One evening, I got a WhatsApp message from an unknown number, saying, “Hey Anusha! Puttu here. I am in Mumbai for a project. Let’s meet.”
And here was Puttu (Patanjali Bhati). Puttu and I were like peas in a pod during our childhood, and studied together from Classes 1 to 5 in Jodhpur between 1990 and 1995. Our world was alive with doll houses, chocolate puddings, pyjama parties and ‘my best friend’ cards. Then our fathers, who were in the army, got posted out. In our hearts, we both knew that it was goodbye for now. Facebook and chat applications, that could have helped us stay in touch, came into the world much later, when we had settled happily into careers and marriage.
As our laughter resonated and we remembered the joyous times that we had shared, I marvelled at the ease with which 20 years had simply melted away, faster than molten chocolate sauce was absorbed by the warm sponge cake on our plates. The diversity in our personalities and professions (she is a painter and filmmaker, while I am a writer and income tax lawyer) was inconsequential.
After this beautiful meeting with Puttu, I realized how easily a time span of 20 years can be reduced to insignificance On the face of it, 20 years is a very long time, and yet it is not. A lot depends on how we perceive time. We had two options before us – either we could nullify this period of 20 years and cherish beautiful memories, or we could allow this period of 20 years to weigh us down creating a rift that could never be bridged. We chose the former option, and made time powerless!
Time is a dimension we created to systemise our lives and bring some discipline into it. But time is not an asset when we constrict ourselves by encapsulating every experience into slots of 24 hours, six months, a year, or a decade etc. and then run against the clock. Then time enslaves us. Rather than using time as a tool to effectuate best results for our own betterment, we often use time as a tool of entrapment losing sight of the larger picture in life. For instance, a year can make us feel older. We wait for the seventh day of the week to take some time out for self. We get tied down to notions of time for the activities closest our hearts which might be opening a care centre for animals, taking that dream vacation to a distant land, planting tomatoes in a terrace garden, or looking for the right time to say ‘I love you.’ We keep waiting for ‘a time,’ while time never waits.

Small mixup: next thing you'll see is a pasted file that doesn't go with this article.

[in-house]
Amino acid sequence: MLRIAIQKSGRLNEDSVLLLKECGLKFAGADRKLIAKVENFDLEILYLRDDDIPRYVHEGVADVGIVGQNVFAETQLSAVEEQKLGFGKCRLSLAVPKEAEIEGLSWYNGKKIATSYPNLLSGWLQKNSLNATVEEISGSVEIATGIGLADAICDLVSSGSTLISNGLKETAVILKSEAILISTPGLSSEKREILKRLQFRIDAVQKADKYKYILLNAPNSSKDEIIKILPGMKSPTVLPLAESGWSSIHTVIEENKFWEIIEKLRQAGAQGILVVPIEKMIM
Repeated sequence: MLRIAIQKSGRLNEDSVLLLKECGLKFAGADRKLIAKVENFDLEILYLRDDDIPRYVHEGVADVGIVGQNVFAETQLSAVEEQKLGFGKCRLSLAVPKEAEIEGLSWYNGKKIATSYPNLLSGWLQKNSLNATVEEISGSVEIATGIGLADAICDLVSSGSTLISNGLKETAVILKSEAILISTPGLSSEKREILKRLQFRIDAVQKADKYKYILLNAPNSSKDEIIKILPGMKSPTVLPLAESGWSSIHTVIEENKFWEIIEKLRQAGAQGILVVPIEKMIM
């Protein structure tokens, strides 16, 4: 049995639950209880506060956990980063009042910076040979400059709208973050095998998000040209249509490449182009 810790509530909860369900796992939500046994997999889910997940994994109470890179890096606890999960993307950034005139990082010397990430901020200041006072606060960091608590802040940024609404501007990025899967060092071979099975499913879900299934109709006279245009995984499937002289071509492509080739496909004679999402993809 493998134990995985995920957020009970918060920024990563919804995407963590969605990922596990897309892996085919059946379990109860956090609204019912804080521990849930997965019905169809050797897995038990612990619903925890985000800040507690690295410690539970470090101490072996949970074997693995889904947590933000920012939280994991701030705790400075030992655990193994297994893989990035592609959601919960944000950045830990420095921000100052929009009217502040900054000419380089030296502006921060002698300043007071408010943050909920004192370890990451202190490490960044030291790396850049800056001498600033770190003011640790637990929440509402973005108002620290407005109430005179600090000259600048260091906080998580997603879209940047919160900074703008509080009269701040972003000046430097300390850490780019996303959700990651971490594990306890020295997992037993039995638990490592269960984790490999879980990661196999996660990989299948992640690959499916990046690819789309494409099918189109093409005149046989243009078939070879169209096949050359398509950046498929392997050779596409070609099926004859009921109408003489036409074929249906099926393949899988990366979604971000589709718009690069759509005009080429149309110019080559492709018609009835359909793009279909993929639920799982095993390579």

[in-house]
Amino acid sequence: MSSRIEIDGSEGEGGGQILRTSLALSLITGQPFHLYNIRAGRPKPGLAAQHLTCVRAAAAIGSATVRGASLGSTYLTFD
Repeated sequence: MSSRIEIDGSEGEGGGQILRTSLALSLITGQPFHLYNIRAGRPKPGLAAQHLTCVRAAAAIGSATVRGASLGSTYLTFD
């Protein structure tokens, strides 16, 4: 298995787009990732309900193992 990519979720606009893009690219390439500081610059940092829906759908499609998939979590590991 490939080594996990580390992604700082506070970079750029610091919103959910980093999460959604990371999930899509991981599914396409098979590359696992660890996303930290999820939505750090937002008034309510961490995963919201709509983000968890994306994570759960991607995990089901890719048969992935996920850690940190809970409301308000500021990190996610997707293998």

The truth is that the only constant in life is the ‘running time.’ The only time is now. The beauty is that we have the choice to treat time as a fluid dimension, to stretch and contract it, based on what we think is best. Then time will never be too short or too long. Allow it to flow like a playful river, meandering in the mountains, sometimes forming glorious waterfalls, and at others, joining the vast expanse of the sea merrily.
This article was published at Hindustan Times.